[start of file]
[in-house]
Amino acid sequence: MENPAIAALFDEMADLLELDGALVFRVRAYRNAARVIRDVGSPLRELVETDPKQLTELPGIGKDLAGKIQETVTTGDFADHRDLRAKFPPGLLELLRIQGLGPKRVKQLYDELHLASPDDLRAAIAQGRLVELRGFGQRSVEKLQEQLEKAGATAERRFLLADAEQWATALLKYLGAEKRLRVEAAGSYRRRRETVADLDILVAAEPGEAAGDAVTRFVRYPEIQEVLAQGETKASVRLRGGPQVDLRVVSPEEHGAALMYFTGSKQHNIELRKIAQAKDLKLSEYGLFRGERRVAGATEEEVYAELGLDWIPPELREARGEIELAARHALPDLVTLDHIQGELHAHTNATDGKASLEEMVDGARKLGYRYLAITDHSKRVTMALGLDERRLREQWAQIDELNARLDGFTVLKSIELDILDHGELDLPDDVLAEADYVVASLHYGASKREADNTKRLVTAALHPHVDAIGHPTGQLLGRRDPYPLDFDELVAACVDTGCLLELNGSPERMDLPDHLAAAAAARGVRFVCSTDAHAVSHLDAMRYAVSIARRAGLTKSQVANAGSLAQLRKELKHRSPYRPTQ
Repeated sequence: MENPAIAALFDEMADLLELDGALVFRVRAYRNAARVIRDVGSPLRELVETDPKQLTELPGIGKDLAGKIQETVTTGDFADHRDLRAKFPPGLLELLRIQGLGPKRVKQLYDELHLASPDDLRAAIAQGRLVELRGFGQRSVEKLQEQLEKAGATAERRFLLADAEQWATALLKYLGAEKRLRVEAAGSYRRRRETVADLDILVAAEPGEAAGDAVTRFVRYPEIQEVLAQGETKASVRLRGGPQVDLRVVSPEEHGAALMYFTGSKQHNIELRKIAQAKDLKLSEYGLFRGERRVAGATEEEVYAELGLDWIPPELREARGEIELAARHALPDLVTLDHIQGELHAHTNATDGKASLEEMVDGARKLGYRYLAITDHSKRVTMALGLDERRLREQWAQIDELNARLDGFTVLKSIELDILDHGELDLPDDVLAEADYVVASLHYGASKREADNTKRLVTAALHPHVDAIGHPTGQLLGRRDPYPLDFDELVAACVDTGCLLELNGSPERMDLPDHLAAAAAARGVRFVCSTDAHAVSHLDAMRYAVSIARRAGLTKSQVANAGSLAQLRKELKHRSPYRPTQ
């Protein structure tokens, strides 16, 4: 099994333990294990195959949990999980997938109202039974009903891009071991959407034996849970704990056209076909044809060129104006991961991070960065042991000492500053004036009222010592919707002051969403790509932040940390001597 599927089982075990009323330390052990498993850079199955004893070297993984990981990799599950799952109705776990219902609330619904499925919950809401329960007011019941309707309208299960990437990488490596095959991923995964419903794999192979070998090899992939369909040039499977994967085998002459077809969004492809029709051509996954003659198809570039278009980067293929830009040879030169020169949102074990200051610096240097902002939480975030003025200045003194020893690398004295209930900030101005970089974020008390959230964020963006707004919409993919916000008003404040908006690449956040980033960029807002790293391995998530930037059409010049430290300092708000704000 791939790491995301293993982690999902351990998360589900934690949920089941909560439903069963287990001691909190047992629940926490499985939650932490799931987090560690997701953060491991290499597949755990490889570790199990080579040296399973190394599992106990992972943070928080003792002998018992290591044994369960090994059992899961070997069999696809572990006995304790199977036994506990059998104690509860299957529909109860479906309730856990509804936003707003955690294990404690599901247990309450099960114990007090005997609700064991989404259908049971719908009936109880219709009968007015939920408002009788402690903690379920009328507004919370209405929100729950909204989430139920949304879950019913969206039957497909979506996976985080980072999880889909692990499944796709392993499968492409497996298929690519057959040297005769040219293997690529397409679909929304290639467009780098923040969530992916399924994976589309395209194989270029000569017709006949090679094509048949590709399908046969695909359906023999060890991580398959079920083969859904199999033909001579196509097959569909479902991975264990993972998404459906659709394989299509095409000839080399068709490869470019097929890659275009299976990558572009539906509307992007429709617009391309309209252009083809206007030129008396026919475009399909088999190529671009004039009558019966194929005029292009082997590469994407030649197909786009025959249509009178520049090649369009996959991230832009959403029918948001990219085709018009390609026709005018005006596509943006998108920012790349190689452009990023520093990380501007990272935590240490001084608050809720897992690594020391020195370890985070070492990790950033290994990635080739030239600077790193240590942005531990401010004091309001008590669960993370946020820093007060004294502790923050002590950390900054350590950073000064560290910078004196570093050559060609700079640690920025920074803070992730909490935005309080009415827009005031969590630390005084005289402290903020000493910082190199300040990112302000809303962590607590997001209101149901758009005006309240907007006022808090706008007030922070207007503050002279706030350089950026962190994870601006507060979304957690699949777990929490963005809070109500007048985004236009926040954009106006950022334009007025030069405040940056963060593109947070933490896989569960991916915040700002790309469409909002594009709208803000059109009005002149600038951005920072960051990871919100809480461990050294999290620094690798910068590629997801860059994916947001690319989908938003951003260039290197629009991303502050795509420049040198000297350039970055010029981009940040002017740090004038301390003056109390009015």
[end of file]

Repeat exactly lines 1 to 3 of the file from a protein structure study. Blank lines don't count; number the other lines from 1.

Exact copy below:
[in-house]
Amino acid sequence: MENPAIAALFDEMADLLELDGALVFRVRAYRNAARVIRDVGSPLRELVETDPKQLTELPGIGKDLAGKIQETVTTGDFADHRDLRAKFPPGLLELLRIQGLGPKRVKQLYDELHLASPDDLRAAIAQGRLVELRGFGQRSVEKLQEQLEKAGATAERRFLLADAEQWATALLKYLGAEKRLRVEAAGSYRRRRETVADLDILVAAEPGEAAGDAVTRFVRYPEIQEVLAQGETKASVRLRGGPQVDLRVVSPEEHGAALMYFTGSKQHNIELRKIAQAKDLKLSEYGLFRGERRVAGATEEEVYAELGLDWIPPELREARGEIELAARHALPDLVTLDHIQGELHAHTNATDGKASLEEMVDGARKLGYRYLAITDHSKRVTMALGLDERRLREQWAQIDELNARLDGFTVLKSIELDILDHGELDLPDDVLAEADYVVASLHYGASKREADNTKRLVTAALHPHVDAIGHPTGQLLGRRDPYPLDFDELVAACVDTGCLLELNGSPERMDLPDHLAAAAAARGVRFVCSTDAHAVSHLDAMRYAVSIARRAGLTKSQVANAGSLAQLRKELKHRSPYRPTQ
Repeated sequence: MENPAIAALFDEMADLLELDGALVFRVRAYRNAARVIRDVGSPLRELVETDPKQLTELPGIGKDLAGKIQETVTTGDFADHRDLRAKFPPGLLELLRIQGLGPKRVKQLYDELHLASPDDLRAAIAQGRLVELRGFGQRSVEKLQEQLEKAGATAERRFLLADAEQWATALLKYLGAEKRLRVEAAGSYRRRRETVADLDILVAAEPGEAAGDAVTRFVRYPEIQEVLAQGETKASVRLRGGPQVDLRVVSPEEHGAALMYFTGSKQHNIELRKIAQAKDLKLSEYGLFRGERRVAGATEEEVYAELGLDWIPPELREARGEIELAARHALPDLVTLDHIQGELHAHTNATDGKASLEEMVDGARKLGYRYLAITDHSKRVTMALGLDERRLREQWAQIDELNARLDGFTVLKSIELDILDHGELDLPDDVLAEADYVVASLHYGASKREADNTKRLVTAALHPHVDAIGHPTGQLLGRRDPYPLDFDELVAACVDTGCLLELNGSPERMDLPDHLAAAAAARGVRFVCSTDAHAVSHLDAMRYAVSIARRAGLTKSQVANAGSLAQLRKELKHRSPYRPTQ